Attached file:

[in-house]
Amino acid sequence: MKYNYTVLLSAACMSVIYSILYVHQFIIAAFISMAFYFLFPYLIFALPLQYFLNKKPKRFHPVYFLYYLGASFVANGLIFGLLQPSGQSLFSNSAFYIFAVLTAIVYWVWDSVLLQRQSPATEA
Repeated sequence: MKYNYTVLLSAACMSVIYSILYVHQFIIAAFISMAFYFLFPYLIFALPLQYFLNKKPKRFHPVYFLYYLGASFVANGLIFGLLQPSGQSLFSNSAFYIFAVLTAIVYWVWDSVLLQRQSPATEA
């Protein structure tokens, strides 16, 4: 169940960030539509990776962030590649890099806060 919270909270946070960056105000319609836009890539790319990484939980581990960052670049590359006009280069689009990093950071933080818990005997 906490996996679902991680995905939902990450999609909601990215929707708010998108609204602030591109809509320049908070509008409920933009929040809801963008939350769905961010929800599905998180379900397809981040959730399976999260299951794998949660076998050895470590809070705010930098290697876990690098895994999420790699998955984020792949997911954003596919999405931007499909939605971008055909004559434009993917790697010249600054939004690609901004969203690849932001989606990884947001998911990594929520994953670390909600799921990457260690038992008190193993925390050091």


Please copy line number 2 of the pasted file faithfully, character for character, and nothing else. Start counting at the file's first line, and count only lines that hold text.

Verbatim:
Amino acid sequence: MKYNYTVLLSAACMSVIYSILYVHQFIIAAFISMAFYFLFPYLIFALPLQYFLNKKPKRFHPVYFLYYLGASFVANGLIFGLLQPSGQSLFSNSAFYIFAVLTAIVYWVWDSVLLQRQSPATEA